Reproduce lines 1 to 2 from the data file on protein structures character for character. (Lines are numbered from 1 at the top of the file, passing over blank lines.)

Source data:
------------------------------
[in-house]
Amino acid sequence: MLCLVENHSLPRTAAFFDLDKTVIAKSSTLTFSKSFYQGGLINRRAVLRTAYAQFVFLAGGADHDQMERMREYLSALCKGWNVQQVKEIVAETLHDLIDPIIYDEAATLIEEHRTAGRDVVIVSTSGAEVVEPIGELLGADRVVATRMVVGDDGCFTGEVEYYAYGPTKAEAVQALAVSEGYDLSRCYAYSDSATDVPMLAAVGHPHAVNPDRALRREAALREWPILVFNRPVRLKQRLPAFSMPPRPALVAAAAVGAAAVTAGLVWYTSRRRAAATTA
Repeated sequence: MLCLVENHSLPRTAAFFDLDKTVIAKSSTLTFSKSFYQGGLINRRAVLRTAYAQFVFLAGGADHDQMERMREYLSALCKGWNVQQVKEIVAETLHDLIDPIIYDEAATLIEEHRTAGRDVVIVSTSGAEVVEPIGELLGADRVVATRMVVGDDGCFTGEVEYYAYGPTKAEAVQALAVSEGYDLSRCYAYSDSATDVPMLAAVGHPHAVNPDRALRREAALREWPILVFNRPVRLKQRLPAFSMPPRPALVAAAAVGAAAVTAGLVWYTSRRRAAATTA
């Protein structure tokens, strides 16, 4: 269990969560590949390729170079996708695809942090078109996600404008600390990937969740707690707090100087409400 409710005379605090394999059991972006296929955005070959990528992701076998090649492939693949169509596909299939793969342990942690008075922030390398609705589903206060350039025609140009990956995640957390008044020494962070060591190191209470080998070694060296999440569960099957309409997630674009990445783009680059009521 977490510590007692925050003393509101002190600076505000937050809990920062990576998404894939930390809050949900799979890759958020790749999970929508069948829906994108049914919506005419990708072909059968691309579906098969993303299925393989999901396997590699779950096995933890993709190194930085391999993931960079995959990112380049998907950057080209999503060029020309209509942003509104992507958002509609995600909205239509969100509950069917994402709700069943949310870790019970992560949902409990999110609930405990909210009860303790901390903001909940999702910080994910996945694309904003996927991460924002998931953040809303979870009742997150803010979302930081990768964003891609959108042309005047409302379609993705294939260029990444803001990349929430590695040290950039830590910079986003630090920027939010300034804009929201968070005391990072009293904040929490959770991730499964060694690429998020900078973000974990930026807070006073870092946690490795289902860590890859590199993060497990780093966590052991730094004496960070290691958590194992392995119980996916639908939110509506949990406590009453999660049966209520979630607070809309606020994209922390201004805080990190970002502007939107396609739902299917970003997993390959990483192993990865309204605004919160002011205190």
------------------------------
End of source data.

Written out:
[in-house]
Amino acid sequence: MLCLVENHSLPRTAAFFDLDKTVIAKSSTLTFSKSFYQGGLINRRAVLRTAYAQFVFLAGGADHDQMERMREYLSALCKGWNVQQVKEIVAETLHDLIDPIIYDEAATLIEEHRTAGRDVVIVSTSGAEVVEPIGELLGADRVVATRMVVGDDGCFTGEVEYYAYGPTKAEAVQALAVSEGYDLSRCYAYSDSATDVPMLAAVGHPHAVNPDRALRREAALREWPILVFNRPVRLKQRLPAFSMPPRPALVAAAAVGAAAVTAGLVWYTSRRRAAATTA